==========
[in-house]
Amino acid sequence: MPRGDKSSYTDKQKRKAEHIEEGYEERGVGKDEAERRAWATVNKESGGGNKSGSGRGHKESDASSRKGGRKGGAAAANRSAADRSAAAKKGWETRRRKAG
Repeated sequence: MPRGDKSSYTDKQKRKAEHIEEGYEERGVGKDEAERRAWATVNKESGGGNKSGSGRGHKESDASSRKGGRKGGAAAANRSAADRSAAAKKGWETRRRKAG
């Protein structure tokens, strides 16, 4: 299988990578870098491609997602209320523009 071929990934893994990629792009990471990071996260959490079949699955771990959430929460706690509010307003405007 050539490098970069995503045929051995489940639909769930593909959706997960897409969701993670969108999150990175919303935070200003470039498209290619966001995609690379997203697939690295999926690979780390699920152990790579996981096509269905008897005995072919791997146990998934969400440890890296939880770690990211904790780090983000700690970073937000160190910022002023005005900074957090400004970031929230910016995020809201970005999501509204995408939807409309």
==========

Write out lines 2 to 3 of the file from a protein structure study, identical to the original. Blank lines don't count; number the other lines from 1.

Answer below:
Amino acid sequence: MPRGDKSSYTDKQKRKAEHIEEGYEERGVGKDEAERRAWATVNKESGGGNKSGSGRGHKESDASSRKGGRKGGAAAANRSAADRSAAAKKGWETRRRKAG
Repeated sequence: MPRGDKSSYTDKQKRKAEHIEEGYEERGVGKDEAERRAWATVNKESGGGNKSGSGRGHKESDASSRKGGRKGGAAAANRSAADRSAAAKKGWETRRRKAG